Book #15 of 2005
The Catcher in the Rye, by JD Salinger
The thing is, it’s really hard to be roommates with people if your suitcases are much better than theirs – if yours are really good ones and theirs aren’t. You think if they’re intelligent and all, the other person, and have a good sense of humor, that they don’t give a damn whose suitcases are better, but they do. They really do. It’s one of the reasons why I roomed with a stupid bastard like Stradlater. At least his suitcases were as good as mine.
That book is completely over-rated. You just want the guy to die in a horrible painful way.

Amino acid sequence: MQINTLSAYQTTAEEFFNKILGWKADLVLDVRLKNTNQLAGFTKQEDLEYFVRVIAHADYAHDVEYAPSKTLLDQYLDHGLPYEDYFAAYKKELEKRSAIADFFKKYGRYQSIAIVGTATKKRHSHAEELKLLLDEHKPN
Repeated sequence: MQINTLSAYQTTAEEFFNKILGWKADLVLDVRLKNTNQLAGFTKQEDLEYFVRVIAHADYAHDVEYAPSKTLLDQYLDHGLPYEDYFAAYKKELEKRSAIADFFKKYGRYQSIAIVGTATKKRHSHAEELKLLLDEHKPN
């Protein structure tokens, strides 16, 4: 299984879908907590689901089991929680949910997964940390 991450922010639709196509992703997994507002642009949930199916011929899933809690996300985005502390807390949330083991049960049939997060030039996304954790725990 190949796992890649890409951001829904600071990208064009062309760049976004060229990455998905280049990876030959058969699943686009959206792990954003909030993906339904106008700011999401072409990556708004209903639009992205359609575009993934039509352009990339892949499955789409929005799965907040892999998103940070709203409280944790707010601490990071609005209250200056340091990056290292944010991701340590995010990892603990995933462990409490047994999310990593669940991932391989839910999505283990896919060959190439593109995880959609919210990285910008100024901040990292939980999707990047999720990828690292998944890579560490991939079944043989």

No no NO.
It is a wonderful book, I LOVE that book.
Oh sure the writing isn’t that great but it was the first time I read a book that was.. you know.. critically acclaimed and whatnot. It was a defining moment when I realised one simple truth.
The critics don’t know squat.
I’m with Pam, I’m afraid. After a couple of chapters I was just itching to rub his forehead very slowly up and down a brick wall.
I dunno, I kind of liked it. During adolescence, I leant upon it as a friendly guide through the social mire of suitcase etiquette and such. Then again, that was probably a bad thing. Oh dear, I hate these moments of clarity.
The thing about JD Salinger is that he himself is far, far more interesting than any of the books he wrote. Which is why, I believe, he gave it all up and became a recluse, writing only for his eyes only. The book ‘In Search of JD Salinger’ is a bloody good read – I highly recommend it.